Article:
Are You Giving Users What They Ask For?

Selling UX

A unique perspective on service UX

A column by Baruch Sachs
February 6, 2017

If you give users what they ask for, they’ll continue to ask for more. As I sat reading the children’s book If You Give a Mouse a Cookie to my son one evening, I started thinking about its applicability to our consulting for clients. If you do not know Laura Numeroff’s story, it is what some might describe as a circular tale. The plot centers around a little boy and a mouse. The mouse asks for various items and, when the little boy gives the mouse what he wants, the mouse asks for something else. If you give a mouse a cookie, it will want a glass of milk to go with it. If you give it some milk, it will eventually want something else—until you get to the very end of the story, when the mouse wants just one more cookie. So, the tale could conceivably go on forever.

My children love this book. They think it is very funny and ask me to read it again and again. It was during one of these countless readings that I realized this story holds some great messages about how I find myself interacting with clients every day. How many times have we gone through multiple iterations of designs, only to come back to our original design? How many times have we given the users what they want, only to find out the solution tests poorly and user adoption is low? Sometimes, during an engagement with a client, I feel as though the biggest impact of a request I’ve granted is simply that it begets yet another request.

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The Role of User Experience Versus the Business Analyst

As UX professionals who are well versed in the various specialties of our field, we know that people often cannot articulate what they want. But, as many people like to point out, that does not mean users do not know what they want. Users, in general, do know what they want—at least in broad terms. Our role as UX professionals is not to be order takers. It’s our responsibility to provide the value of our analysis and insights, which form a solid groundwork that lets us not only understand what users are telling us they want, but what they are not telling us. This is especially critical in the world of enterprise software and systems development. In this world, while users do know what they want, they often don't know what things are possible, because it has typically been too hard to achieve them.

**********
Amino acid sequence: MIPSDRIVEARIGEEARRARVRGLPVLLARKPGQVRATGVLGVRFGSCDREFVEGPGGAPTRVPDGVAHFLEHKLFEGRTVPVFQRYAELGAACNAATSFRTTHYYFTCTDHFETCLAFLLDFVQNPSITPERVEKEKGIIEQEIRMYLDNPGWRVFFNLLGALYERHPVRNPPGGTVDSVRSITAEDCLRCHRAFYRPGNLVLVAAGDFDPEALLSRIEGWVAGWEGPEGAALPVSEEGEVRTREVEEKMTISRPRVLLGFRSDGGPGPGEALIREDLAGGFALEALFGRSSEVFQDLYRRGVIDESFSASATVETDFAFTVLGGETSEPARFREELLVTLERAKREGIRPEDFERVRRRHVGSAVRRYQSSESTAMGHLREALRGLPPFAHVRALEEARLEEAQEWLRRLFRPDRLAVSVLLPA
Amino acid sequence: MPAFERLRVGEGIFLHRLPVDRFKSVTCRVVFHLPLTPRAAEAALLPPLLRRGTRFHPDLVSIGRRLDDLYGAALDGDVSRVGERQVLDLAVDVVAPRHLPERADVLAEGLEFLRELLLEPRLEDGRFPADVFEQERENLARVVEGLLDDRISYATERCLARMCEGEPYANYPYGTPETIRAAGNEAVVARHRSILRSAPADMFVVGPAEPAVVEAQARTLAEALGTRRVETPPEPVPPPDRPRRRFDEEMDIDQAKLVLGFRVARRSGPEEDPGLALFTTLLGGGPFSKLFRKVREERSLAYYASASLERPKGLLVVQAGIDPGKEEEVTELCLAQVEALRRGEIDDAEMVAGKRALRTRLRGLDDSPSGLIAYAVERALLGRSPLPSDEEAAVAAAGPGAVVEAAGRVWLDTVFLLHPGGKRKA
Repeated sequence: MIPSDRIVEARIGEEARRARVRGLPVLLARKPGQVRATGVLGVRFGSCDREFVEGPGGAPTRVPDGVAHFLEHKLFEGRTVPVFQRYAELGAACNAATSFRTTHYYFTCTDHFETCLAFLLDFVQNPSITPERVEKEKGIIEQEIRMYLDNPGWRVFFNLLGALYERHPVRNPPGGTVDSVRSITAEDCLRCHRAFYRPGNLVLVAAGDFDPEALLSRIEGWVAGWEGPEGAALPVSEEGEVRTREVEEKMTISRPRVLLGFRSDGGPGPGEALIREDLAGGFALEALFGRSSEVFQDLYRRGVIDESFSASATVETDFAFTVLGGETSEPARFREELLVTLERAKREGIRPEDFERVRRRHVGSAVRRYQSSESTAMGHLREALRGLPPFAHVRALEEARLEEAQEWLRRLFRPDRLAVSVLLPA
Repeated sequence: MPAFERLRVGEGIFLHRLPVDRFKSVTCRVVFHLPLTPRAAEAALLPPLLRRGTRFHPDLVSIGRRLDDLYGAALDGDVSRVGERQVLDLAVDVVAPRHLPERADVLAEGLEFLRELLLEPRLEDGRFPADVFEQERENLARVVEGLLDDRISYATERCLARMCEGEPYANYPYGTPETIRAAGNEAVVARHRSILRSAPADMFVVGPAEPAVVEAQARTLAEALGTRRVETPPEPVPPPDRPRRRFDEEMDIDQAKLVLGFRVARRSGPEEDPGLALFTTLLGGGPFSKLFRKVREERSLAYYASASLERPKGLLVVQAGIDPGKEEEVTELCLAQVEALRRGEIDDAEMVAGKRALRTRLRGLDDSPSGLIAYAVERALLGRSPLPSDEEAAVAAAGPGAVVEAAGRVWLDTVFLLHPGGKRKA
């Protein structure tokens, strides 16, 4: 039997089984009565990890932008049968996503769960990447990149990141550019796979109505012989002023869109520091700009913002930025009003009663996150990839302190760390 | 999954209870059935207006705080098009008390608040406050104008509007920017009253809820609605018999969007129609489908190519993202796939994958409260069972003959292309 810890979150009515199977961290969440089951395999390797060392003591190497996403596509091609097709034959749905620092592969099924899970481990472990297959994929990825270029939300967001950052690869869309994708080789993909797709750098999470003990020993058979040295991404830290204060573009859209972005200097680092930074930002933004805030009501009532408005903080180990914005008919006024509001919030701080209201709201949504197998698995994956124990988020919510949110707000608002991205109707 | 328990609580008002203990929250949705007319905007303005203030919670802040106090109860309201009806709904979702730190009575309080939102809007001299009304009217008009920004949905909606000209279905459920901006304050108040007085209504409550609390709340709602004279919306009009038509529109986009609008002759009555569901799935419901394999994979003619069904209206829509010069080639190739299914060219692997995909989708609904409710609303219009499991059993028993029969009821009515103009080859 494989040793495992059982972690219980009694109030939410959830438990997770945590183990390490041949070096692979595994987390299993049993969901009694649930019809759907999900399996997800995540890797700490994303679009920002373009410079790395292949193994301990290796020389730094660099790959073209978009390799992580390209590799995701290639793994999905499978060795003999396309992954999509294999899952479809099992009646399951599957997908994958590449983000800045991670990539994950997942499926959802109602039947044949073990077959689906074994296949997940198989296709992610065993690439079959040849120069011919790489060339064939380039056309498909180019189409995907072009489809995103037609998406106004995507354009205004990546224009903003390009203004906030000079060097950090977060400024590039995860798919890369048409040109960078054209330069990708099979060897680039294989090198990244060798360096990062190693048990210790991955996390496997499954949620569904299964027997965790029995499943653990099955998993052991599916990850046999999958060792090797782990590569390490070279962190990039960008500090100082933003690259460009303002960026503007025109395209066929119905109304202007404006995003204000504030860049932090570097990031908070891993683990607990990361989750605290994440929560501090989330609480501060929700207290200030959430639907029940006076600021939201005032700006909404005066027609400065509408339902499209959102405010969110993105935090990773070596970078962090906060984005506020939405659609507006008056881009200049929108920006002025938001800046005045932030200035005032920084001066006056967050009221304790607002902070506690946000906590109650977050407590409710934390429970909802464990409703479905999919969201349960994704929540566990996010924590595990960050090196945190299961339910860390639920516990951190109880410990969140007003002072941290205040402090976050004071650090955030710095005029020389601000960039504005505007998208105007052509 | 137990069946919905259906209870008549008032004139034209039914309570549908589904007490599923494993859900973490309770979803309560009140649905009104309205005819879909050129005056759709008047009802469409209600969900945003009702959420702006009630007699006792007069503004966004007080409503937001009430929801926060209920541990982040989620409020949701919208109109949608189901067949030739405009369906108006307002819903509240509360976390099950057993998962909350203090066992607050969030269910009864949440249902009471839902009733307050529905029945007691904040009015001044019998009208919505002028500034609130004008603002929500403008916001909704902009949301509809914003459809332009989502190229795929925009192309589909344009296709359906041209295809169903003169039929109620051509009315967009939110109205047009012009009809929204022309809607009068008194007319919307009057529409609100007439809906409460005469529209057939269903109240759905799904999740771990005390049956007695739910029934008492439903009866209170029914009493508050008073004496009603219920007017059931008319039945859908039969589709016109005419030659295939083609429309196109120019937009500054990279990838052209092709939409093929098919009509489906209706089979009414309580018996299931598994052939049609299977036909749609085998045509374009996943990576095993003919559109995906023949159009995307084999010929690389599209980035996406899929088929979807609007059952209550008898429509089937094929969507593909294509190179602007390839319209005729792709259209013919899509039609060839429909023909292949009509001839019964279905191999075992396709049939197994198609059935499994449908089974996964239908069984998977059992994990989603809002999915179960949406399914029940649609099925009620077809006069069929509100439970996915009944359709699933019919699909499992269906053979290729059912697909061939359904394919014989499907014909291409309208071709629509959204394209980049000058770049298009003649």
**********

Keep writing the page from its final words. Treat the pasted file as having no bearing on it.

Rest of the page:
In enterprise software–delivery models, I’ve seen the same sort of circular tales as the one in that children’s book. We sometimes find ourselves in endless cycles: the business asks for something, IT delivers it, and the business asks for more and more, until a 9-month agile project has become a 20-month waterfall project that has overrun on costs and underdelivered on what the customer wanted in the first place. One area in which project teams could certainly improve is the definition of requirements and use cases or user stories. UX professionals are superbly positioned to assist on these tasks, but we often get into political issues with business analysts, who view this as their purview.

I would argue that the roles of the business analyst (BA) and UX architect need to be not only complementary, but also much better aligned. In many enterprise software–development cycles, the business analyst defines requirements and runs research for the project, then hands off the results to a UX professional, whose role is to either further validate the requirements or accept them as is and create the design. Both roles provide deliverables that are based on these activities.